You should make sure someone knows where you’re going, when you’ll be back, and when to worry about you.  I know that sounds obvious, but there are constant articles about rescues that either didn’t need to happen or started too late, and this type planning can help with that.


Folks who go out on the ocean seem to understand this; a boat/kayak trip plan is called a “Float Plan”. The US Coast Guard and Sea Kayaker both have online versions of a float plan available.  I like Sea Kayaker Magazine’s version: http://www.seakayakermag.com/PDFs/float_plan.pdf.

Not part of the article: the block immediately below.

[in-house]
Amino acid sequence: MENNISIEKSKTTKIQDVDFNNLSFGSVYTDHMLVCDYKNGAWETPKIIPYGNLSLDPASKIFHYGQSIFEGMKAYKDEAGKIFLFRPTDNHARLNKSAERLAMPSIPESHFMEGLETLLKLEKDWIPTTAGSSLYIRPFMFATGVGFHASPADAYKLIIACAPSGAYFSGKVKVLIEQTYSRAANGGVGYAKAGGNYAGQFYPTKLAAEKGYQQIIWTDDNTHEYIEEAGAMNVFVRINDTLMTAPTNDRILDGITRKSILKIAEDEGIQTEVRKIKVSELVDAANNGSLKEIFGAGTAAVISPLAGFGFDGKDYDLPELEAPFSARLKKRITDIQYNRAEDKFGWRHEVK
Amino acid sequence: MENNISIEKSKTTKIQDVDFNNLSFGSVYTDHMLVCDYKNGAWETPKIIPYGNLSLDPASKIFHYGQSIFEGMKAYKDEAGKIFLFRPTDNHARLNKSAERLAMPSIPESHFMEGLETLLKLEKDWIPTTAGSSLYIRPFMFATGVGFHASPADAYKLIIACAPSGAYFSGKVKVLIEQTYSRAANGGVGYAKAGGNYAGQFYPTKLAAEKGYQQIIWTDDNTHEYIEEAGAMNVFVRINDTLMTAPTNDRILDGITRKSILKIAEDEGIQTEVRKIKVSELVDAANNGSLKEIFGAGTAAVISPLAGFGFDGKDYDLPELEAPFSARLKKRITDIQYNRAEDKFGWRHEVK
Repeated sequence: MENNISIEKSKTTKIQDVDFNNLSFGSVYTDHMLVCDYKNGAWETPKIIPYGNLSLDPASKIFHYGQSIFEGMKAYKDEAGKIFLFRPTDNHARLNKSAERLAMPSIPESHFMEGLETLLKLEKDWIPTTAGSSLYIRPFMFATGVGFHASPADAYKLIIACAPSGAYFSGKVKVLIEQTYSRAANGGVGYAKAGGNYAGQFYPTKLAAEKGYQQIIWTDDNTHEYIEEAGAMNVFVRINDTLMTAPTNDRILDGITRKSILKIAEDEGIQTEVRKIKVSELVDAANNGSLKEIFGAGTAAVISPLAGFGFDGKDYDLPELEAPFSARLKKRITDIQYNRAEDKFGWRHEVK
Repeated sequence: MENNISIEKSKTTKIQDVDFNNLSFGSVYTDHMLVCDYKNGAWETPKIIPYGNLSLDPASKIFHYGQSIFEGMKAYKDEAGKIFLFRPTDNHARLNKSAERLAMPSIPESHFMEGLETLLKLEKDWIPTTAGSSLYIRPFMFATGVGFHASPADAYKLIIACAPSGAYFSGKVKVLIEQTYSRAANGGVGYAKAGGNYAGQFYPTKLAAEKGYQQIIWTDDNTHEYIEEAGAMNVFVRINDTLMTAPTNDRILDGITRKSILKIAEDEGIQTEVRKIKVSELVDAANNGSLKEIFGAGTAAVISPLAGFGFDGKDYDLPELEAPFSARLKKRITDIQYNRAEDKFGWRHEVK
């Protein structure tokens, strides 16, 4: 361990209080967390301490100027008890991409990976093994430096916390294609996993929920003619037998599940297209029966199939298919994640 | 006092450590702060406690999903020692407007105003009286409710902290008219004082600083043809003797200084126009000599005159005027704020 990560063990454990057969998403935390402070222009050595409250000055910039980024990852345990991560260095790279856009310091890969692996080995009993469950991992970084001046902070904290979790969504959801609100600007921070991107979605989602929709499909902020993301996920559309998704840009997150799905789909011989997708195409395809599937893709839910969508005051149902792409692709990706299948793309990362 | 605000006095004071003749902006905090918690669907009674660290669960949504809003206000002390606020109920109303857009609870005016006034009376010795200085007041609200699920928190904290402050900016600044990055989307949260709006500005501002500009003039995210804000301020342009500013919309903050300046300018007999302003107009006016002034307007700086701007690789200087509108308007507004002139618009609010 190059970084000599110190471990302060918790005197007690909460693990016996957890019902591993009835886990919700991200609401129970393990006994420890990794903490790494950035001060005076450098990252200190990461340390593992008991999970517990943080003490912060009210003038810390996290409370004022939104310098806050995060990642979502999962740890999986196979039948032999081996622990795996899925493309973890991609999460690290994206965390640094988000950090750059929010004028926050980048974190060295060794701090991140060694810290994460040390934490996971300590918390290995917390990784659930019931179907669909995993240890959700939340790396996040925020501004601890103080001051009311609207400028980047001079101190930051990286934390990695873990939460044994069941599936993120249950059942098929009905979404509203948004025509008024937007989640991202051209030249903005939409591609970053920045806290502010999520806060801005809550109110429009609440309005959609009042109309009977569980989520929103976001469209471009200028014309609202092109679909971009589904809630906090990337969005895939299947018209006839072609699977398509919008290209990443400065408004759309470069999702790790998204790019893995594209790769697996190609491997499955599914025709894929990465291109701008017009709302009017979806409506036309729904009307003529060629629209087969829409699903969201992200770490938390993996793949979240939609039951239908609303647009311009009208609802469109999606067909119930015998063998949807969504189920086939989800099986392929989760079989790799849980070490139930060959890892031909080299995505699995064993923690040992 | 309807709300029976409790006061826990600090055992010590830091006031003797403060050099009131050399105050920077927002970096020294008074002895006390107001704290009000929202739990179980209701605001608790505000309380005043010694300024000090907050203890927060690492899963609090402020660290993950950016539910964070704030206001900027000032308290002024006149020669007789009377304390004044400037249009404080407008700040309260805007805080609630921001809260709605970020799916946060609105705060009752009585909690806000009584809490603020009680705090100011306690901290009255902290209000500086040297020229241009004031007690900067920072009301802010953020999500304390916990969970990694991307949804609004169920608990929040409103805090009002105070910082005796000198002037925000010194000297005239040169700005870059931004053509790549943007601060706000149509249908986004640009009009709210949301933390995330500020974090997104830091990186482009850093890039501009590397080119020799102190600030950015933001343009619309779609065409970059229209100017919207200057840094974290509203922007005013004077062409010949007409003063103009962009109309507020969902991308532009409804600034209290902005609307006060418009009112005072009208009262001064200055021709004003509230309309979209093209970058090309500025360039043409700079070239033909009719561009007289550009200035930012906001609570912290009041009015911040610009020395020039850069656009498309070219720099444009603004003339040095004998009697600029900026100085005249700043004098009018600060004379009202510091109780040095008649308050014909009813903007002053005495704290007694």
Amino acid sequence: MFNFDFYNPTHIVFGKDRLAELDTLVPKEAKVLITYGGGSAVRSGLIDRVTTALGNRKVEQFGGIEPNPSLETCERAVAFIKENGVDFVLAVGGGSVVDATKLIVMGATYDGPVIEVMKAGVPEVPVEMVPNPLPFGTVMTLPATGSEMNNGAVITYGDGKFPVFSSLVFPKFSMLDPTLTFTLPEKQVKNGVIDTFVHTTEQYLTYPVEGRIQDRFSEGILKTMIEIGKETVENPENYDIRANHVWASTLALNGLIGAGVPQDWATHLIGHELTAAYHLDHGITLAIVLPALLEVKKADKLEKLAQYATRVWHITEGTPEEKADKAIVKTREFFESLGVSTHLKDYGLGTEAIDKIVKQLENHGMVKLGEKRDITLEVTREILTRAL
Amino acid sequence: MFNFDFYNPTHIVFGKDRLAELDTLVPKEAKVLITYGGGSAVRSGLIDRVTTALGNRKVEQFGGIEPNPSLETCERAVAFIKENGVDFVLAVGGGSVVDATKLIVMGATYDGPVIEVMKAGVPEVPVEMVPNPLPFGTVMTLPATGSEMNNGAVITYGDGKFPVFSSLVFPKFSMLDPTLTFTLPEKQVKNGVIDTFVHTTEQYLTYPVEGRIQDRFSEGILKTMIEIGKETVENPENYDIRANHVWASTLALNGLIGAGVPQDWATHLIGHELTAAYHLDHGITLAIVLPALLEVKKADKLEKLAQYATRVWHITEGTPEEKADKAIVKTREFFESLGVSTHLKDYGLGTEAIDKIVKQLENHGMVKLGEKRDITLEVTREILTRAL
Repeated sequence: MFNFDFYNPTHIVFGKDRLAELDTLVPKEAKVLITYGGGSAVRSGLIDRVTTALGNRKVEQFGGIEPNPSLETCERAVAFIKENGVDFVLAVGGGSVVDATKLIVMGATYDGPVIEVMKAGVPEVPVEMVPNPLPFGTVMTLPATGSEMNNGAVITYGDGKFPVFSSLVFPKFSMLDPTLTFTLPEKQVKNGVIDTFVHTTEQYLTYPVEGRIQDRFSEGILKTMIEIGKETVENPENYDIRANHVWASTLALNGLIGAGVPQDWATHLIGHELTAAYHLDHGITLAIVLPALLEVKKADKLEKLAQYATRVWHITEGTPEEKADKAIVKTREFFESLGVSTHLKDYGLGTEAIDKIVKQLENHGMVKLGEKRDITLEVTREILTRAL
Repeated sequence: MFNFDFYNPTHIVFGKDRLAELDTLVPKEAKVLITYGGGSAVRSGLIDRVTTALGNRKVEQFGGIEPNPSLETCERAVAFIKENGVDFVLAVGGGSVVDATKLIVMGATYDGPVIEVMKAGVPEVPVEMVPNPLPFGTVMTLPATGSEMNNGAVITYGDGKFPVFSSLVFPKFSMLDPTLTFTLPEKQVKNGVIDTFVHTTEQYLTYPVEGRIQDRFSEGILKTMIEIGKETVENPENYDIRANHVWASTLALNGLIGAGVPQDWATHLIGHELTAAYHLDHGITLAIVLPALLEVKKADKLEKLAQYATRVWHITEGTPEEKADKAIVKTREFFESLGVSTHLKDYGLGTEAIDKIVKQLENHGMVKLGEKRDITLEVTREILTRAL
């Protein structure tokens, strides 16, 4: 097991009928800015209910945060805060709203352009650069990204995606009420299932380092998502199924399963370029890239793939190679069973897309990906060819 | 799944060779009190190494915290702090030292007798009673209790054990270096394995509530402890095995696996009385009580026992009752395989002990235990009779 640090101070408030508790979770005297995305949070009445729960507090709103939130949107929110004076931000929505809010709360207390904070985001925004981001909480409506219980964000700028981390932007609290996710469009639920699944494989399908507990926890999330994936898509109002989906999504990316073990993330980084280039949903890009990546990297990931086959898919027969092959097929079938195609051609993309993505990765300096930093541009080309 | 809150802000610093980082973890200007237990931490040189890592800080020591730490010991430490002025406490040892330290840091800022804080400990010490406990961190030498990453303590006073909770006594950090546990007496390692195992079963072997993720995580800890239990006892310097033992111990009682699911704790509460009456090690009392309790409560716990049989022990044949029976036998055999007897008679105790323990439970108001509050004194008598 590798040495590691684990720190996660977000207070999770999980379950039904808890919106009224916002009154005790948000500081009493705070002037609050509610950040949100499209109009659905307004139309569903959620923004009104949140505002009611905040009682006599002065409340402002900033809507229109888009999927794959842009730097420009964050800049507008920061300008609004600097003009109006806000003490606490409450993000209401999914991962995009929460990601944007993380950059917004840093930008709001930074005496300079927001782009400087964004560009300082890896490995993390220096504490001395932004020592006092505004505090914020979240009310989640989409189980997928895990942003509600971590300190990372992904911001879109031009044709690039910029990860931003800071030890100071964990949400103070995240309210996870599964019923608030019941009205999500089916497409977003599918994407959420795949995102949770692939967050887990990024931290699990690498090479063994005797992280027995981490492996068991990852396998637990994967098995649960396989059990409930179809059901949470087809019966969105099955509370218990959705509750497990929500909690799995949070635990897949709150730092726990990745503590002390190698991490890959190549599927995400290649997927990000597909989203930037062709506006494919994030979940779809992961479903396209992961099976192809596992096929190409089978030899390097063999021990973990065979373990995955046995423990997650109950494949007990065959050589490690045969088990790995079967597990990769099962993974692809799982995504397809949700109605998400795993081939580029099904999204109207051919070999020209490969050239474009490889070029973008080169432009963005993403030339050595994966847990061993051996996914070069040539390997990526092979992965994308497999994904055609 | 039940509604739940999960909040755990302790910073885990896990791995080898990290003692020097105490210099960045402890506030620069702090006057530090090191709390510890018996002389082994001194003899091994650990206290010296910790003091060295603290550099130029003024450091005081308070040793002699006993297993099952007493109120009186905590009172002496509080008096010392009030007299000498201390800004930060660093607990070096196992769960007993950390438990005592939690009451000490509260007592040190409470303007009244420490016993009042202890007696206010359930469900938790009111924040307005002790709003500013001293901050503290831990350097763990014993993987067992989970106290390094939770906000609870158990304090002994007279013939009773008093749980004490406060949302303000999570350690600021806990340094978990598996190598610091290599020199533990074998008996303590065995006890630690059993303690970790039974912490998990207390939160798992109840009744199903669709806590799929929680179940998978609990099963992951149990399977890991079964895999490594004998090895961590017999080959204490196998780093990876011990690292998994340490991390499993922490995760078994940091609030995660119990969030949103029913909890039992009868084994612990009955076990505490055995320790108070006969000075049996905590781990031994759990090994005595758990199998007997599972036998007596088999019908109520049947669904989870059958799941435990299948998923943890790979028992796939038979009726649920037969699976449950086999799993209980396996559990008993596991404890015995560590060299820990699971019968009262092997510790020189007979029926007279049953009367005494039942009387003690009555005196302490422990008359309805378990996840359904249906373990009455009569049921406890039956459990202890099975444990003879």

Using that float plan, I hacked together one for people to use: http://yallerdog.com/amohkali/fileshare/trekitinerary.pdf.  It’s meant to be filled out and left with a person responsible for making sure you get back.  That could easily be a family member or friend, especially if you’re travelling locally, but could also be someone who is officially responsible, say the staff at a State or National park.  If you’re traveling in the backcountry and hand the site manager/Ranger a plan such as this, they’ll recognize two things: you care about their time and are probably a competent, experienced traveler.  That can go a long way towards opening up conversation – they may tell you about a hard to get to spot that is well worth the effort.

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